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How to sow, establish and care for your wildflower area.

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James Kilkelly
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PostPosted: Fri Aug 03, 2007 6:19 pm    Post subject: How to sow, establish and care for your wildflower area. Reply with quote

How to sow, establish and care for your wildflower area.
by GPI

Imagine a "lawn" that benefits from mowing just a few times a season and thrives when you deny it a high nitrogen fertiliser. The "lawn" then turns around and repays your neglect with an increase in the amount butterflies, bees, birds plus the flower colour and coverage that attracted them in the first place.

This particular "lawn" I have in mind also suffers little from the perennial problems of moss and weeds, which the common lawn owner has ongoing pitched battles with. Has your interest peaked yet?

The "lawn" with all these advantages is the wildflower lawn also known as the wildflower meadow. Think of a wild area populated by wild seeding plants such as Yarrow, Ox-eye Daisy, Cowslip, Poppy, Cornflower etc. and you are on the right track. Although the unkempt and loose look of a wildflower meadow is not to everybody's taste, to me personally, a sizable area full of grasses and wildflowers waving gently in the summer breeze is hard to beat for its natural beauty.

A native Irish wildflower known as the Ox-eye Daisy (Leucanthemum vulgare), photo / pic / image.

For all its wildness and despite what some people will have you believe, the wildflower area within a garden can be one of the most difficult plant projects to initially succeed with. I could not begin to count the amount of wildflower woe tales which have been told to me by disappointed gardeners. The common problem situation was one where the gardener who after a brilliant first years blooming, waited and waited for their second years crop of wildflowers, only to be disappointed by a miserably poor display full of unwanted vigorous grasses.

To help you avoid these all too common "flash in the pan" wildflower phenomenons , I have decided that I will show you how to successfully create, establish and care for your very own wildflower area. To begin lets look at a suitable location for your piece of wild.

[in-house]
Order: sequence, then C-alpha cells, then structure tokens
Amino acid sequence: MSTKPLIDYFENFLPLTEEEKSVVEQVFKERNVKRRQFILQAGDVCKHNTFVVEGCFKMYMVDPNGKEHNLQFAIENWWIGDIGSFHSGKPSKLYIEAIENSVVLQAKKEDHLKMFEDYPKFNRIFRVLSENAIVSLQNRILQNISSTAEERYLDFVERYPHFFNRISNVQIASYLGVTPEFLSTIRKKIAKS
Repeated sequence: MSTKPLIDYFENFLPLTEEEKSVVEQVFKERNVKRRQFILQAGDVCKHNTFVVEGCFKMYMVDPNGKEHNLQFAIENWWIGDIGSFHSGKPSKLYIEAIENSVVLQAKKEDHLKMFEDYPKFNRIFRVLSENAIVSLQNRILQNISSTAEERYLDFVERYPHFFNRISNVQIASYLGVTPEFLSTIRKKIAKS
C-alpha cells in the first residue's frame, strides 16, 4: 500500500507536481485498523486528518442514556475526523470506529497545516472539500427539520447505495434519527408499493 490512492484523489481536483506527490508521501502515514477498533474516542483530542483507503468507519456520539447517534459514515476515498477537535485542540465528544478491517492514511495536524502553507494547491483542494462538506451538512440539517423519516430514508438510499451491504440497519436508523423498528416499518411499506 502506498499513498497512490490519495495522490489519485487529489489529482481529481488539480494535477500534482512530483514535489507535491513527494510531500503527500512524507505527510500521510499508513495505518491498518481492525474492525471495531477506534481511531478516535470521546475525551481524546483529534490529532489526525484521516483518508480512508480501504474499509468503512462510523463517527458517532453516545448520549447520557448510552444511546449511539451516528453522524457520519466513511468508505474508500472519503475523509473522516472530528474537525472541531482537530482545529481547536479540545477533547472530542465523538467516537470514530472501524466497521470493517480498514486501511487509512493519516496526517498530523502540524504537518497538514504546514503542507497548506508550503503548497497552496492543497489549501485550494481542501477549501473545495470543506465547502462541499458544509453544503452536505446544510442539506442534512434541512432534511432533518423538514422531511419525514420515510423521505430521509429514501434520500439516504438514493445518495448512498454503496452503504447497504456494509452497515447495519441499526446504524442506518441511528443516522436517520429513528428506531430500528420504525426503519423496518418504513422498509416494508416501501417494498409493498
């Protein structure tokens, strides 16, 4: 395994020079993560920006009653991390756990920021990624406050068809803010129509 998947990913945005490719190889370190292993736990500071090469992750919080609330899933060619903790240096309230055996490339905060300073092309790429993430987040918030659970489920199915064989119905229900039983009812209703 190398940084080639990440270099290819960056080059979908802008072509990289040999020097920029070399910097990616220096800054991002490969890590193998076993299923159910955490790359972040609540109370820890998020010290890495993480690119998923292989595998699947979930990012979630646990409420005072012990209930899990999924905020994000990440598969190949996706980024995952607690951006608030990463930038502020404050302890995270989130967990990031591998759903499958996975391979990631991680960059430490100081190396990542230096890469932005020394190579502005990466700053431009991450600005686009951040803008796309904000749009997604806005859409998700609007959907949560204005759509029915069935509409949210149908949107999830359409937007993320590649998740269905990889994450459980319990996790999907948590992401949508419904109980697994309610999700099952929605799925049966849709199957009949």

A humorous tip I often supply to those looking for pointers on wildflower location is to disregard any advice that blonde haired country and western singers try to offer you through their lyrics. Take for example these words from the song Wildflowers by Dolly Parton,

"Took my dreams and I took to the road
When a flower grows wild, it can always survive
Wildflowers don't care where they grow"

I'm sorry Dolly, but a wide variety of wildflowers do care where they grow, preferring a poor unfertilised soil with a PH between 5.5 and 6.5. That's not to say that wildflowers will not grow in fertile soil, it just means that if you sow into a rich soil you will have to cut and clear the grass more often. Good drainage and 6 to 8 hours of sun are also required for any sun-loving wildflowers within your seed mix such as such as poppies, yarrow etc.

Another native Irish wildflower known as the Cornflower (Centaurea cyanus), photo / pic / image.

As I mentioned last week, establishing a wildflower area within your garden may seem like an easy task, "sure what are they only a heap of quick growin' weeds" as one old man recently said to me. However, many gardeners have found out the hard way, that when you want one type of plant to grow, the exact opposite and unwanted type flourishes, swamping your prize specimens.

If you desire an area in your garden full of wildflowers, you will have to prepare the soil well in advance of seeding. Unlike most of the work you will do in your garden, for example adding fertilisers and organic matter to improve your soil, a wildflower area requires none of these amendments, instead preferring lean and impoverished soil. The simple explanation for their soil needs is that the vast majority of wildflowers require poor soils to allow them succeed over the more rampant fertile soil plants, such as grass or docks.

If you are blessed with fertile soil, growing good crops of grass, shrubs or vegetables, then you should make it less fertile. There are three ways you can go about this, strip, plough or mow.